Irvin and Israel Feld must have been listening, for though "Faith of Our Fathers" staggered through the summer, it was no cigar. They imagined what might be done.
The third summer the National Park Service tried booking attractions, but not until its end -- when the Felds brought in the Ballet Russe for three weeks (on the cement-based stage) -- did taxi drivers learn where 16th Street met Colorado Avenue.
In 1953, film star Constance Bennett, then a resident of Georgetown, turned on her glamor for official permission to run the place. While she staged such musicals as "Show Boat," "Of Thee I Sing" and "Carousel," business details were not her style. Visiting performers learned that they could pick up any backstage phones and call all over the map. One month the phone bill came to over $20,000, which meant the end of the colorful lady's $200,000 investment.
By the time the Felds renewed their offer in 1954, the Park Service had learned its lesson. For years it would get a percentage of the Felds' profits, which, what with rising costs and rained-out nights, were erratic, but still profits. The Felds took all the risks.
They conceived a marvelous sales gimmick -- "The Value Book." Selling for $3.50, more than the price of a seat, it contained a batch of coupons. One was for free admission to any performance. Another would give the bearer two admissions for the price of one. Others were good for 50 cents on all tickets purchased, or on winter attractions the Felds offered at Constitution Hall, or cash value for records purchased at the Felds' Super Music stores. To enhance the appeal of these little books, the Felds limited the supply to only 15,000, which meant that as soon as they went on sale one spring day, they were sold by nightfall.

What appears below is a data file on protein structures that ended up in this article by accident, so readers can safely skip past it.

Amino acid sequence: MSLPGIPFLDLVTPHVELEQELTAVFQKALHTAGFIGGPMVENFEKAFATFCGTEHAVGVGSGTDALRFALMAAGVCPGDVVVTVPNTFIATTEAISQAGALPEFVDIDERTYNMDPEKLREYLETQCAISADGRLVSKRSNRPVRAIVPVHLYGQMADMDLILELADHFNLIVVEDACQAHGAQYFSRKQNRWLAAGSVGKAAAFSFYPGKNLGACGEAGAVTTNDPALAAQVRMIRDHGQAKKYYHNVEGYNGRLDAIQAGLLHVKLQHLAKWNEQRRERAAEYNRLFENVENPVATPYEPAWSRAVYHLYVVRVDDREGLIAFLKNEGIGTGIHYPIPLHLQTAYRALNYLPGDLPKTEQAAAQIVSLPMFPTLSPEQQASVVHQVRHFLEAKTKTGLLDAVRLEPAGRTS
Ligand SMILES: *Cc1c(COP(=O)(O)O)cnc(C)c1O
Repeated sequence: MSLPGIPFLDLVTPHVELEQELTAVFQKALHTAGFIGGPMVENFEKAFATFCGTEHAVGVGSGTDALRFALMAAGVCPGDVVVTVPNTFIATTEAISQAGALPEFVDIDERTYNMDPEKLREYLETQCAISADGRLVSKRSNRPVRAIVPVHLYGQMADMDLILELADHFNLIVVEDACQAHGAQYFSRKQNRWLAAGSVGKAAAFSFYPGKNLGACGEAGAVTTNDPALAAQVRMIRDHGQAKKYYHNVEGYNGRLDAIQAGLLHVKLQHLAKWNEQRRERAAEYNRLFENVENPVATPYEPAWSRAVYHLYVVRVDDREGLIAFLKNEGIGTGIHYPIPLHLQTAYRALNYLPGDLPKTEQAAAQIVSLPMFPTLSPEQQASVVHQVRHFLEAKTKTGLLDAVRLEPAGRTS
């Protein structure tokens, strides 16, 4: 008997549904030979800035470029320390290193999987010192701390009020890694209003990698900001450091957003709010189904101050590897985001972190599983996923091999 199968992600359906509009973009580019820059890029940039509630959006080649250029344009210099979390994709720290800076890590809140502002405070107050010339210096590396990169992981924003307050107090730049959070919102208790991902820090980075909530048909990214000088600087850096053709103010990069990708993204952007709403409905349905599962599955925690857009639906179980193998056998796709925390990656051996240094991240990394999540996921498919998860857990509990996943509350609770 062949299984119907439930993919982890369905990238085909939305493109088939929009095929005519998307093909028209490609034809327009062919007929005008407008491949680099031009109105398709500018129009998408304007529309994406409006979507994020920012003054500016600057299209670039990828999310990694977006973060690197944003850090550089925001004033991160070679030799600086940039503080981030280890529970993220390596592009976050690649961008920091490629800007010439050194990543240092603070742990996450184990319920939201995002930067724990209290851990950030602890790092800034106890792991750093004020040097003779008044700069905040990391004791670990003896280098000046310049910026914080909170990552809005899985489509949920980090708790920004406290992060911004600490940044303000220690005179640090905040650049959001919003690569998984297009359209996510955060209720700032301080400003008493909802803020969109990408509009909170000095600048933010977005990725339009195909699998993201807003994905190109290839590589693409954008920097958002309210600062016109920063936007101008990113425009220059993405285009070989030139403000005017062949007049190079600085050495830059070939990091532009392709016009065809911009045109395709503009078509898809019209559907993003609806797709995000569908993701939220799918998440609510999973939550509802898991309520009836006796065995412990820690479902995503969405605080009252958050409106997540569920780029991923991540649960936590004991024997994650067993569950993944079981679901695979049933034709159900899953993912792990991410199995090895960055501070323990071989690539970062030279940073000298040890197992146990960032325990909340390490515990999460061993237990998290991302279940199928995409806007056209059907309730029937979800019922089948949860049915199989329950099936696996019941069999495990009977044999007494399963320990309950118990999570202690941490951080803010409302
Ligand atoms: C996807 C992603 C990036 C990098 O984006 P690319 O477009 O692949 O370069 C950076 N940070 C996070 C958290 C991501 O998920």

And so the summers sped on for well over a decade, long before the Merriweather Post Pavilion, Wolf Trap and the Kennedy Center existed.
Not a cent of government money subsidized the Felds. They used their own, as they would for Ringling Brothers and all those ice revues, Disney parades and Vegas magic shows they'd send around the country and on world tours. Their aim was family audiences and their accent on varied programs, from Felix Salmaggi's operas, based on his father's Hippodrome formula, to musical plays, ballet companies and big-name entertainers.
In time, new places seating up to 20,000 and more all around the land would mean far higher grosses for big-buck attractions, but there was no way of expanding the Carter Barron's not quite 5,000 seats. More than three nights of rain could destroy a season -- whether they worked or not, all hands had to be paid.
Somewhere along the line people began to assume the Felds were making a killing with their popular open-air attractions, which was nonsense. The shows were paid for by their profits elsewhere.
"We meant it," Irv and Izzy used to say, "as a gift to the city which has given us so much. We kept the prices down and got attractions which would appeal to families."
Without Irvin and Israel Feld to give it their imaginative, generous, showmanly splash, the Carter Barron is now more celebrated as a parking lot.